The rhythmic clatter of horse hooves and wagon wheels on cobblestone streets and the sweet smells of chocolate fudge escaping from open doors along Main Street are signs of a golden past. But we are in the present on Mackinac Island, Mich., where every effort has been made to slow things down, if not return us to a quieter, less stressful time.
After weeks of cruising the wilds of Georgian Bay and the North Channel, we re-entered the U.S. at nearby Drummond Island just a couple days before, and we now wonder if we’ve somehow travelled back in time. Except for emergencies, no vehicles are allowed on this 19-square-mile resort island. Bicycles and horse-drawn carriages are the modes of transportation, and while the streets are full of tourists and visiting boaters, only about 500 people live here year-round.
Arriving a few days after Labor Day, we are able to find room at the Mackinac Island State Docks, run by the Michigan Department of Natural Resources and which normally require an advanced reservation. From our slip, we can easily walk to the shops, inns and restaurants throughout the village. We take a guided tour of Fort Mackinac and experience the loud thrill of rifle and cannon firing while enjoying a spectacular view from our elevated position.
Digging deep into our hanging locker for some finer attire, we head up to the historic Grand Hotel for late afternoon tea. We can see downtown from our outdoor table, and the hotel’s majestic architecture and sweeping, 660-foot wooden porch are a contrast to today’s hotel towers of glass and steel.
Weather or Not
Warned that the weather can change quickly on Lake Michigan, we checked and then double-checked the forecast before heading out for a 45-mile crossing to Beaver Island. “Winds of 10 to 15 knots and seas of two to three feet” sounded fine to us, and off we went.
After we pass through the Straits of Mackinac, the narrow waterway that connects Lake Michigan and Lake Huron, the wind picks up to 20 knots on the nose and the seas begin to build. Having gone past the protection of Mackinaw City, we continue, hoping that after turning south above Grays Reef, we will have the wind and seas on our beam. But Grays Reef Passage turns into a nightmare, with seas continuing to build and becoming extremely confused. We are now caught halfway between any protected harbors and in eight- to 10-footers coming at us from all directions.
By the time we reach Beaver Island’s St. James Harbor, south of Sucker Point (yes, how appropriate), the wind is howling 30 to 35 knots. In all my thousands of offshore miles, I had never experienced such violently confusing conditions. Our 25,000-pound, 43-foot boat was being tossed around as if in a huge washing machine. Even slowing to 8 knots, we were taking spray over our entire vessel. Those last 20 miles were hell.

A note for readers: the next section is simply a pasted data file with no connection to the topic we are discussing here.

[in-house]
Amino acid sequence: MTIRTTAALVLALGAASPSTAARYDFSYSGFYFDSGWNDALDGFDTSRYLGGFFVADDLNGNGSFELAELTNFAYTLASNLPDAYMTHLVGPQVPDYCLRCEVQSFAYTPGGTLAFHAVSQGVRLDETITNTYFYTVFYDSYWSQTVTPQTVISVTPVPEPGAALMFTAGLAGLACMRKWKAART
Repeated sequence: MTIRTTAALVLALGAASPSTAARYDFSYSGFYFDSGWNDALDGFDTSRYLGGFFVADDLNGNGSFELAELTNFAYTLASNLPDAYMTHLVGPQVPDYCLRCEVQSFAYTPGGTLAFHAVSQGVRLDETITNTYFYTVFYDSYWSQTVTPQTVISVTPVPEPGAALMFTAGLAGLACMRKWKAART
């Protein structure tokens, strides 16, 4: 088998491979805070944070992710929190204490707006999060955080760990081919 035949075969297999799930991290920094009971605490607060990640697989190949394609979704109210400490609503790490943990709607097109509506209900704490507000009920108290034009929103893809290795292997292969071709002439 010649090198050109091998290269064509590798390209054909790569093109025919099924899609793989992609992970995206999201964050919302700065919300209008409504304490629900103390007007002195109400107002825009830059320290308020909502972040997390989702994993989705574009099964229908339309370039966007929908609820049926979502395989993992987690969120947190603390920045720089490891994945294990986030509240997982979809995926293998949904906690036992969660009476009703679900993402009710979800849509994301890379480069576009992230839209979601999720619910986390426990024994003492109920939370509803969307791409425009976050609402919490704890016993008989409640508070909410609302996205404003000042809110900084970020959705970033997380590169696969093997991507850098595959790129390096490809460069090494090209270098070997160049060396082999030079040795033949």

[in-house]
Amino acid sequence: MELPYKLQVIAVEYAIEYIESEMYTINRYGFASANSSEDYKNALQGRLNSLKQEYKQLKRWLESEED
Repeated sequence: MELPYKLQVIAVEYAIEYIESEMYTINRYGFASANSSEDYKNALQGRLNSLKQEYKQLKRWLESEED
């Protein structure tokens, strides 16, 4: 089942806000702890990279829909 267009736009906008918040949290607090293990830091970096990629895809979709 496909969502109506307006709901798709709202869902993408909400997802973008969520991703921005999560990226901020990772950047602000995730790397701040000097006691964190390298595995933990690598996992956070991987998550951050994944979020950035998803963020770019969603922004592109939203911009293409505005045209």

Soon after tying up at the Beaver Island Municipal Marina, we get together with several others who had also been caught out that day. Sitting in the nearby Shamrock Bar, we lick our wounds and tell our stories. Putting the bad experience behind us, we find Beaver Island to be well worth visiting. It is a popular vacation destination for hiking, biking, fishing, golfing, beachcombing, kayaking and just plain relaxing. We launch our bikes and enjoy exploring the attractive, 55-square-mile island.
After our experience of reaching Beaver Island, we are a bit nervous about crossing back to the mainland, but we luck out and experience a very calm passage to Harbor Springs, Mich. Tucked into the Little Traverse Bay area, Harbor Springs is a charming, upscale community with a history of attracting wealthy industrialists and businessmen looking to escape the hot summers of Detroit.
We almost laugh as the rows of beautifully restored waterfront mansions are referred to as “summer cottages.” Today, the town is a popular vacation spot that boasts a variety of cultural activities, unique shopping and fine dining — all offered in a quaint setting. Our slip at the Harbor Springs Municipal Marina gives us a wonderful view of the harbor at sunset.
The LittleTraverse Bay area is popular with local boaters as well as Loopers, as it includes the historic town of Petoskey, the resort community of Bay Harbor, and the beautiful lakefront town of Charlevoix. Anxious to avoid the quickly changing temperatures and winds of fall weather, we work our way south along the Michigan shore, stopping for a couple of days in Leland, Frankfort, Pentwater and Saugatuck.
Having grown up along the shores of Long Island, N.Y., we have always felt spoiled by the beautiful beaches of the Hamptons and Montauk, and so we are surprised by the spectacular sight of the Sleeping Bear Dunes along the shore as we pass North and South Manitou Islands. Indeed, the area has been named “The Most Beautiful Place in America” by viewers of ABC’s Good Morning America.
Each of these lakeside Michigan towns is quite different, but they share a common quality of friendly locals, excellent facilities for boaters and well-marked channels for easy access to and from Lake Michigan. We especially enjoy Leland and its unique Fish Town section that combines the authenticity of a working fishing village with the charm of funky gift shops, fun pubs and good restaurants. The Main Street section of Leland is also attractive, and everything is within walking distance of the recently updated Leland Harbor Marina.